Ukraine, Briefly

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  • Russia wants to seize “complete control” of eastern and southern Ukraine, in part so it can access Moldova, according to a Russian commander, raising fears that the war could spill beyond Ukrainian borders, the Washington Post added.
  • Lawmakers from Latvia and Estonia officially declared that Russia has committed genocide in Ukraine, the Hill noted. The parliaments of both former Soviet states accused Russian troops of perpetrating acts of genocide in Ukrainian cities, including murder, rape, torture and desecration of corpses. They also urged countries and international organizations to step up sanctions against Moscow while increasing humanitarian and military aid to Ukraine.
  • According to an audio intercept captured by Ukrainian intelligence agencies this week, Russian forces in the strategically crucial Donbas area of Ukraine were told to execute prisoners of war, with instructions to make sure no one “sees them again,” according to the New York Post. The audio, which has not been independently verified, was shared on the Telegram channel for the Ukrainian Ministry of Defense’s Intelligence Directorate.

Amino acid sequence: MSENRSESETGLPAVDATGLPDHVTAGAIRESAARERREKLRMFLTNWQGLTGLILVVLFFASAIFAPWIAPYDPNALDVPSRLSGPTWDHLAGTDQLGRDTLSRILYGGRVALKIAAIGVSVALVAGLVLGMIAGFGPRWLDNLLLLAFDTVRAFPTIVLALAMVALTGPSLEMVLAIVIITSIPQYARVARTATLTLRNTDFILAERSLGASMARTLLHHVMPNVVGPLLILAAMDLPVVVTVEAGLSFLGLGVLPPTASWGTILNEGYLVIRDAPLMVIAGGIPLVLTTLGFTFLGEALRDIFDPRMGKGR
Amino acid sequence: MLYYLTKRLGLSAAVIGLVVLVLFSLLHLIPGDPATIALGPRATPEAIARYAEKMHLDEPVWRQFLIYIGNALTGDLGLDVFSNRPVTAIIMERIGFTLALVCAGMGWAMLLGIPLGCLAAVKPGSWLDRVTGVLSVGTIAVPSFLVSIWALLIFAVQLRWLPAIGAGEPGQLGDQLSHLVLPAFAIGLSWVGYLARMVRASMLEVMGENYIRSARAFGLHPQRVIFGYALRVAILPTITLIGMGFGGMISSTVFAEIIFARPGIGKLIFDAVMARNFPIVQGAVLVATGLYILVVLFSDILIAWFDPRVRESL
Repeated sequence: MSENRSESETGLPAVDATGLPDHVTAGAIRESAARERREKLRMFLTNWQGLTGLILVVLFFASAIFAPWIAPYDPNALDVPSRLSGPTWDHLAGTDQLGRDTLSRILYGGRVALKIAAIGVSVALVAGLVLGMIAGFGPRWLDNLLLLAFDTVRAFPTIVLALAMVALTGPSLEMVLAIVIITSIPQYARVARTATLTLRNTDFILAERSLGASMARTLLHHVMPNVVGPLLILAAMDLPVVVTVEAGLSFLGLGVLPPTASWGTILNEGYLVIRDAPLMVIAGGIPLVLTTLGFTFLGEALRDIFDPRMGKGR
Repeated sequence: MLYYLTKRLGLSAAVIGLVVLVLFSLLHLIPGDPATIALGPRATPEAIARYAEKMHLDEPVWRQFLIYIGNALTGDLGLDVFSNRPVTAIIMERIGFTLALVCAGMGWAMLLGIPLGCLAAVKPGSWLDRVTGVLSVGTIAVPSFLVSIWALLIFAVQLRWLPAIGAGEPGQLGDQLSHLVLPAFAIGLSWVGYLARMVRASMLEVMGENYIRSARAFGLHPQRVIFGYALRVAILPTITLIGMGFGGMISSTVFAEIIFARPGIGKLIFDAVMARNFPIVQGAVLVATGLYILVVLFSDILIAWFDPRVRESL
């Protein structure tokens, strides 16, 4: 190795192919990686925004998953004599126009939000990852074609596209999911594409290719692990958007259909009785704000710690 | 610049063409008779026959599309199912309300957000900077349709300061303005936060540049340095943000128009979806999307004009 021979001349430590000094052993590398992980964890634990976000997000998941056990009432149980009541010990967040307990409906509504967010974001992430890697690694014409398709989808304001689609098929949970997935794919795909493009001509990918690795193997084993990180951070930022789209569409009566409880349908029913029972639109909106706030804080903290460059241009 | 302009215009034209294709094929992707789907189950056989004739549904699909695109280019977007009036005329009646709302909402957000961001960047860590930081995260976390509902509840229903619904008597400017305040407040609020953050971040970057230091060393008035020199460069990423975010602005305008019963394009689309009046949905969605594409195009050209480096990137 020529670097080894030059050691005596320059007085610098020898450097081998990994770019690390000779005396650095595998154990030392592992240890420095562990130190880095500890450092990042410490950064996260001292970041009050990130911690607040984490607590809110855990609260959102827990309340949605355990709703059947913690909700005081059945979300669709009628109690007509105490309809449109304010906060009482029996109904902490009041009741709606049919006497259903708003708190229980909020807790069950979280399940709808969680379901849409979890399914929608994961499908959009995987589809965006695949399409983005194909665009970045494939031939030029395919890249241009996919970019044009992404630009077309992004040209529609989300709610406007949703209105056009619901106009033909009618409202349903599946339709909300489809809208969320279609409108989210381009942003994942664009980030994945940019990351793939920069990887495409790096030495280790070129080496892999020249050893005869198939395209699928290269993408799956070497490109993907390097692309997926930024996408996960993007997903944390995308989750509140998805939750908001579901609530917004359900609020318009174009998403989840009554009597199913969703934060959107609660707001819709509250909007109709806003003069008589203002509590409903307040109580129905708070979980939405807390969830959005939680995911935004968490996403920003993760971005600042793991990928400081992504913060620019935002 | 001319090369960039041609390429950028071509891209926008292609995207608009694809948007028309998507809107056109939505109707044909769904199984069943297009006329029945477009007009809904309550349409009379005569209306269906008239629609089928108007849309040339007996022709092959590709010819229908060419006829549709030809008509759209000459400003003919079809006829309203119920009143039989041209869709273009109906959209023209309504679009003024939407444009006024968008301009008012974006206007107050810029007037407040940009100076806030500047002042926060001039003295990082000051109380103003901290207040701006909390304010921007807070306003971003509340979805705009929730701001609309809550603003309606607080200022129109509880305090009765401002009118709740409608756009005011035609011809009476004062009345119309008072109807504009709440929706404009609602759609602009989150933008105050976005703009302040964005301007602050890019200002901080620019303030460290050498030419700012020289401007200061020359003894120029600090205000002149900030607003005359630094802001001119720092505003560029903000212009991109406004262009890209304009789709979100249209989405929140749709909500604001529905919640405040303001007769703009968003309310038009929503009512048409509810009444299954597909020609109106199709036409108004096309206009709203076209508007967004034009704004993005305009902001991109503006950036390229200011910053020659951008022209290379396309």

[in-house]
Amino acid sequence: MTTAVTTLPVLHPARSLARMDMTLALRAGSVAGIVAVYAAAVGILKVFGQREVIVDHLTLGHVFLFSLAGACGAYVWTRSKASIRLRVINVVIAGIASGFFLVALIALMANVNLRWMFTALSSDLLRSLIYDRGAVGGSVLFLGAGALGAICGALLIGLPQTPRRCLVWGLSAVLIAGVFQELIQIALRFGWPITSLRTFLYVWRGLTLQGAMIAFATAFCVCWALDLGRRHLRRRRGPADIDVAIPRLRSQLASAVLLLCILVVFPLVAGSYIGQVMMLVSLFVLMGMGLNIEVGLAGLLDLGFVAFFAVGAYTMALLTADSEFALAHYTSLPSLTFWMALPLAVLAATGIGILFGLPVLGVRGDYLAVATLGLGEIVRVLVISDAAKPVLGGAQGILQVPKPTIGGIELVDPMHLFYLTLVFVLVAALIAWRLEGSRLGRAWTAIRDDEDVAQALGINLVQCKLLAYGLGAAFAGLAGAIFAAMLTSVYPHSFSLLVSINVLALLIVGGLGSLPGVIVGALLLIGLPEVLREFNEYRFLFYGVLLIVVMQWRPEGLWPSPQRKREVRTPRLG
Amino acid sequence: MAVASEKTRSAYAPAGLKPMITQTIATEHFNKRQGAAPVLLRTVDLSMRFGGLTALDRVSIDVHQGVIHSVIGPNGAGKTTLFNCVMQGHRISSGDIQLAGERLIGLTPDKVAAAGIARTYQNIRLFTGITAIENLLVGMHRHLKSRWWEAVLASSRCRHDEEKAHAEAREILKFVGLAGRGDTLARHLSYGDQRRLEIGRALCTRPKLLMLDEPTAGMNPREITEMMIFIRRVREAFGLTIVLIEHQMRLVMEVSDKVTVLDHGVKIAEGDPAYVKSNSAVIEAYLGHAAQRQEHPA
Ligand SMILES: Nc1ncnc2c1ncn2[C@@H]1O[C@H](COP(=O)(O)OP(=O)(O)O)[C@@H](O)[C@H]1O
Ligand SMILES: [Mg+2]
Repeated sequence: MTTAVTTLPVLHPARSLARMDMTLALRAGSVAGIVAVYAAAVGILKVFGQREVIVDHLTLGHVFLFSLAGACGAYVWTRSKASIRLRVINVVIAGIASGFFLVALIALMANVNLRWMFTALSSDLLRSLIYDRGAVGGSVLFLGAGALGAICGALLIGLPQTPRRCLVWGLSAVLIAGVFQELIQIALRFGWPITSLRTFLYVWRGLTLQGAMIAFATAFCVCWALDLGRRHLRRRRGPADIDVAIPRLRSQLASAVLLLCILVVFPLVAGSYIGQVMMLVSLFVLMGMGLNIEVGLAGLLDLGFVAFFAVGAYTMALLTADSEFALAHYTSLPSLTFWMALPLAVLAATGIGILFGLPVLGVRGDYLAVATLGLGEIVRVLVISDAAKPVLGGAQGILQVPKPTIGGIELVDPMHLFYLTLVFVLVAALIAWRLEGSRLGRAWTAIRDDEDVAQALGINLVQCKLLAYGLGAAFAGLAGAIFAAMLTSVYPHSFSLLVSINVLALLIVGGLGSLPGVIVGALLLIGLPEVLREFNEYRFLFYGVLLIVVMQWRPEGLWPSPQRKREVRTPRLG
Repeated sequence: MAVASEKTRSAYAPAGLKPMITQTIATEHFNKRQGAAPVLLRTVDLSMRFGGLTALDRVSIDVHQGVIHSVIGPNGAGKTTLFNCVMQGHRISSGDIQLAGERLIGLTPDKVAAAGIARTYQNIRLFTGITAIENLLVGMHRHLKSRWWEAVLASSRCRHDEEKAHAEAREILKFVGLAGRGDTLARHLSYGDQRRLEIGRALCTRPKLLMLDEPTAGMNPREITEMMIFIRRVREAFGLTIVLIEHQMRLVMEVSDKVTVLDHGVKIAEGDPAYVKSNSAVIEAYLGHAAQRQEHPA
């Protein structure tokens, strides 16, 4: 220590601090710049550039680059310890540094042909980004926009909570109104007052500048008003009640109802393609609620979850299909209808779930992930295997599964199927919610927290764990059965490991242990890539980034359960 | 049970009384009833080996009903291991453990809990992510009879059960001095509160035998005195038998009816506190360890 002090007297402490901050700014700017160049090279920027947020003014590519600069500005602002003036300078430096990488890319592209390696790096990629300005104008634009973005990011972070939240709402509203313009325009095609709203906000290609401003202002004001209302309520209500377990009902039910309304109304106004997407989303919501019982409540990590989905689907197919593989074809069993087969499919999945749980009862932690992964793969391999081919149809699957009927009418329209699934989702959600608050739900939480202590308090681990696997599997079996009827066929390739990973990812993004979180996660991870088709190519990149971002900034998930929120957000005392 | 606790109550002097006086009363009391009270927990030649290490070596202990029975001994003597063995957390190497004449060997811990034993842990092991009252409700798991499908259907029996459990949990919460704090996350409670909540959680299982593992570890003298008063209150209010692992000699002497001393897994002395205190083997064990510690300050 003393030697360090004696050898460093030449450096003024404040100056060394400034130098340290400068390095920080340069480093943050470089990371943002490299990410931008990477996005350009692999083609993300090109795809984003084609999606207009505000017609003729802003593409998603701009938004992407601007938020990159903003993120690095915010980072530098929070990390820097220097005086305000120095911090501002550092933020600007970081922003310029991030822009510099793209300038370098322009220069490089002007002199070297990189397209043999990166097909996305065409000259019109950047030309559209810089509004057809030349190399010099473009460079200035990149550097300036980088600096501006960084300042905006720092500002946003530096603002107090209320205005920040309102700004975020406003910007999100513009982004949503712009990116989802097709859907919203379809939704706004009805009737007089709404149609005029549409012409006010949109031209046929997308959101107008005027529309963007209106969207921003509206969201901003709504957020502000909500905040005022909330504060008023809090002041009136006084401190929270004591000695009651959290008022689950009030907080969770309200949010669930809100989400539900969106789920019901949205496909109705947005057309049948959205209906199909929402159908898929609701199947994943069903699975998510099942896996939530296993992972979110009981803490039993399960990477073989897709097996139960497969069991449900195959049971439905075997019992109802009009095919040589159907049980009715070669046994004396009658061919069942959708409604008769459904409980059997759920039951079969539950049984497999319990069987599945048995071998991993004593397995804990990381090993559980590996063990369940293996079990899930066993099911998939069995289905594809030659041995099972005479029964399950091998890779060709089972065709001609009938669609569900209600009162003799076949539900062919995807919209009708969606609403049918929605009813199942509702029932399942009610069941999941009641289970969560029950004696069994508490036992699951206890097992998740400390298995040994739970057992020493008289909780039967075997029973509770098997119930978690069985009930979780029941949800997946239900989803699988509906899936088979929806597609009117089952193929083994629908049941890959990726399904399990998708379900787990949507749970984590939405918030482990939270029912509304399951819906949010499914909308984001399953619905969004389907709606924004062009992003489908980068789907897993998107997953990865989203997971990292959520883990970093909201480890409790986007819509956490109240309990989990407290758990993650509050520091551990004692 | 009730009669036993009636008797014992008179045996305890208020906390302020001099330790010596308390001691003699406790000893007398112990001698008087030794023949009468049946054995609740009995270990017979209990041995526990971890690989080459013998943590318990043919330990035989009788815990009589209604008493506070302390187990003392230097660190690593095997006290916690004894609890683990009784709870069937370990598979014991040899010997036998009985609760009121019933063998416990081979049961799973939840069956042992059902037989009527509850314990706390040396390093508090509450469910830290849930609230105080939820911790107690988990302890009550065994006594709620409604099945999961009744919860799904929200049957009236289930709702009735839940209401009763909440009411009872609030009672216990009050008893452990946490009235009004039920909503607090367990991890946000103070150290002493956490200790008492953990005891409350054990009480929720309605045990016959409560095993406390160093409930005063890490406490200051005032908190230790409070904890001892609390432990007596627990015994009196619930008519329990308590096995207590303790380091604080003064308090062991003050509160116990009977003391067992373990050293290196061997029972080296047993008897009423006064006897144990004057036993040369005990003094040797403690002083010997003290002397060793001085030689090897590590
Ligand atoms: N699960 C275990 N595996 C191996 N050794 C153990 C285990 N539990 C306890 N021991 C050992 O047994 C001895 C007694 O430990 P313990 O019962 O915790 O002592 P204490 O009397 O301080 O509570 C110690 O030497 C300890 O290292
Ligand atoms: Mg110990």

• Russia’s new nuclear missile will be deployed by autumn, according to the chief of the country’s space program, a weapon capable of targeting Britain and the United States, the Telegraph wrote. The Sarmat missile – known as “Satan II” by Western officials – is considered a faster and deadlier replacement for its Soviet predecessor, “Satan.” Described as the most dangerous weapon in the world, the Kremlin called it a “present to NATO.” Meanwhile, Russia deployed Iskander-M mobile battlefield missile launchers near Ukraine’s borders, Al Jazeera noted. The weapon’s two ballistic missiles can carry conventional or nuclear weapons and have a range of up to 300 miles.

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